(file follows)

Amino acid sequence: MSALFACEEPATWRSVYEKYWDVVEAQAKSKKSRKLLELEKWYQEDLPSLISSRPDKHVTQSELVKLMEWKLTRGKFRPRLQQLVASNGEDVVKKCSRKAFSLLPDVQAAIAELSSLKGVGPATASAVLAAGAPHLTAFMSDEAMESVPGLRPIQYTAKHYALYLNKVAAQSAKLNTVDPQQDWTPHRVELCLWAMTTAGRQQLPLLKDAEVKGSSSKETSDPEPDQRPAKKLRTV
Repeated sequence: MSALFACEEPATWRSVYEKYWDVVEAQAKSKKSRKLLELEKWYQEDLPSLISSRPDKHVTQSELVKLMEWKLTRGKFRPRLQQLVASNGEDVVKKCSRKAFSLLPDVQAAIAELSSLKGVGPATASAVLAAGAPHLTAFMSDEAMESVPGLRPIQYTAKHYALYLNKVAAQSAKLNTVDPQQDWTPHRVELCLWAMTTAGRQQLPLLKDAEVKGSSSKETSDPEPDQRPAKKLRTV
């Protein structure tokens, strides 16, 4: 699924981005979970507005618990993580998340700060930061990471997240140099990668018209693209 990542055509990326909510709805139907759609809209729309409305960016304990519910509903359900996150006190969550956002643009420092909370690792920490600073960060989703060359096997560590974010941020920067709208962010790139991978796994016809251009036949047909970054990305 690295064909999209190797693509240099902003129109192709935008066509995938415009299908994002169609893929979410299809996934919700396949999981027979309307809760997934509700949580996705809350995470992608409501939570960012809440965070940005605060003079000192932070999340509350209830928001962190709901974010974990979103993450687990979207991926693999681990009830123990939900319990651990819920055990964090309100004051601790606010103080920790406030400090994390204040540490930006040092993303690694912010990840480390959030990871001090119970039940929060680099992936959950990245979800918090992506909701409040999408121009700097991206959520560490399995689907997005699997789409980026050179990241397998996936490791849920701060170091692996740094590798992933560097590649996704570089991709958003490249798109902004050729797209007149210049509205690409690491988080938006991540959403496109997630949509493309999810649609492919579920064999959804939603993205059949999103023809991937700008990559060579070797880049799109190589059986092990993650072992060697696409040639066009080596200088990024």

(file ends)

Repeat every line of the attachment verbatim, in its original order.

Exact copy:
Amino acid sequence: MSALFACEEPATWRSVYEKYWDVVEAQAKSKKSRKLLELEKWYQEDLPSLISSRPDKHVTQSELVKLMEWKLTRGKFRPRLQQLVASNGEDVVKKCSRKAFSLLPDVQAAIAELSSLKGVGPATASAVLAAGAPHLTAFMSDEAMESVPGLRPIQYTAKHYALYLNKVAAQSAKLNTVDPQQDWTPHRVELCLWAMTTAGRQQLPLLKDAEVKGSSSKETSDPEPDQRPAKKLRTV
Repeated sequence: MSALFACEEPATWRSVYEKYWDVVEAQAKSKKSRKLLELEKWYQEDLPSLISSRPDKHVTQSELVKLMEWKLTRGKFRPRLQQLVASNGEDVVKKCSRKAFSLLPDVQAAIAELSSLKGVGPATASAVLAAGAPHLTAFMSDEAMESVPGLRPIQYTAKHYALYLNKVAAQSAKLNTVDPQQDWTPHRVELCLWAMTTAGRQQLPLLKDAEVKGSSSKETSDPEPDQRPAKKLRTV
């Protein structure tokens, strides 16, 4: 699924981005979970507005618990993580998340700060930061990471997240140099990668018209693209 990542055509990326909510709805139907759609809209729309409305960016304990519910509903359900996150006190969550956002643009420092909370690792920490600073960060989703060359096997560590974010941020920067709208962010790139991978796994016809251009036949047909970054990305 690295064909999209190797693509240099902003129109192709935008066509995938415009299908994002169609893929979410299809996934919700396949999981027979309307809760997934509700949580996705809350995470992608409501939570960012809440965070940005605060003079000192932070999340509350209830928001962190709901974010974990979103993450687990979207991926693999681990009830123990939900319990651990819920055990964090309100004051601790606010103080920790406030400090994390204040540490930006040092993303690694912010990840480390959030990871001090119970039940929060680099992936959950990245979800918090992506909701409040999408121009700097991206959520560490399995689907997005699997789409980026050179990241397998996936490791849920701060170091692996740094590798992933560097590649996704570089991709958003490249798109902004050729797209007149210049509205690409690491988080938006991540959403496109997630949509493309999810649609492919579920064999959804939603993205059949999103023809991937700008990559060579070797880049799109190589059986092990993650072992060697696409040639066009080596200088990024």